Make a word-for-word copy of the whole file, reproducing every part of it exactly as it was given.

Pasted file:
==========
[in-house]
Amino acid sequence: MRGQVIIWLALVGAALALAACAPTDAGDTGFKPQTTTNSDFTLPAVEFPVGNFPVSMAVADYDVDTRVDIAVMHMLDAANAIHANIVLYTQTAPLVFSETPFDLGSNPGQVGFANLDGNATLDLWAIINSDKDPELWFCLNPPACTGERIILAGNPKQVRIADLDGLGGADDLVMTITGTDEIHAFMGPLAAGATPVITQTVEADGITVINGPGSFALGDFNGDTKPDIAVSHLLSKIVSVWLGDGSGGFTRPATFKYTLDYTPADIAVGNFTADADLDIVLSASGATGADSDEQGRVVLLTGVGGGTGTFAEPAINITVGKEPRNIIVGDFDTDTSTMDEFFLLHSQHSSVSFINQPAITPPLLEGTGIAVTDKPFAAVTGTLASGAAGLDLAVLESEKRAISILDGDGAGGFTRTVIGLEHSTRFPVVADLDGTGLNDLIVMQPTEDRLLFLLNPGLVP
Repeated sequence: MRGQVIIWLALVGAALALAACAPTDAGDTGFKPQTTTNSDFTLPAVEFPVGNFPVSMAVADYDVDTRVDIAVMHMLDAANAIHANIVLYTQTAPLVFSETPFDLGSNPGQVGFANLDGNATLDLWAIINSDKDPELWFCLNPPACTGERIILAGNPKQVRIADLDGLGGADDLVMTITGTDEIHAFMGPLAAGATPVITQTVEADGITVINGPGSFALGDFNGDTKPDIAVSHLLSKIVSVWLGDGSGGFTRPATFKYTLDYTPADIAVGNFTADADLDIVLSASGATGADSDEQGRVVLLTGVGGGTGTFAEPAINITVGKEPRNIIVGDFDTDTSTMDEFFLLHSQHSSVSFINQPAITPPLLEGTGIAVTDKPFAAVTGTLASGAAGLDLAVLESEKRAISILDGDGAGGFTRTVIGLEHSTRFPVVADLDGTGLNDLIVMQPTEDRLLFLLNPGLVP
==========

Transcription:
[in-house]
Amino acid sequence: MRGQVIIWLALVGAALALAACAPTDAGDTGFKPQTTTNSDFTLPAVEFPVGNFPVSMAVADYDVDTRVDIAVMHMLDAANAIHANIVLYTQTAPLVFSETPFDLGSNPGQVGFANLDGNATLDLWAIINSDKDPELWFCLNPPACTGERIILAGNPKQVRIADLDGLGGADDLVMTITGTDEIHAFMGPLAAGATPVITQTVEADGITVINGPGSFALGDFNGDTKPDIAVSHLLSKIVSVWLGDGSGGFTRPATFKYTLDYTPADIAVGNFTADADLDIVLSASGATGADSDEQGRVVLLTGVGGGTGTFAEPAINITVGKEPRNIIVGDFDTDTSTMDEFFLLHSQHSSVSFINQPAITPPLLEGTGIAVTDKPFAAVTGTLASGAAGLDLAVLESEKRAISILDGDGAGGFTRTVIGLEHSTRFPVVADLDGTGLNDLIVMQPTEDRLLFLLNPGLVP
Repeated sequence: MRGQVIIWLALVGAALALAACAPTDAGDTGFKPQTTTNSDFTLPAVEFPVGNFPVSMAVADYDVDTRVDIAVMHMLDAANAIHANIVLYTQTAPLVFSETPFDLGSNPGQVGFANLDGNATLDLWAIINSDKDPELWFCLNPPACTGERIILAGNPKQVRIADLDGLGGADDLVMTITGTDEIHAFMGPLAAGATPVITQTVEADGITVINGPGSFALGDFNGDTKPDIAVSHLLSKIVSVWLGDGSGGFTRPATFKYTLDYTPADIAVGNFTADADLDIVLSASGATGADSDEQGRVVLLTGVGGGTGTFAEPAINITVGKEPRNIIVGDFDTDTSTMDEFFLLHSQHSSVSFINQPAITPPLLEGTGIAVTDKPFAAVTGTLASGAAGLDLAVLESEKRAISILDGDGAGGFTRTVIGLEHSTRFPVVADLDGTGLNDLIVMQPTEDRLLFLLNPGLVP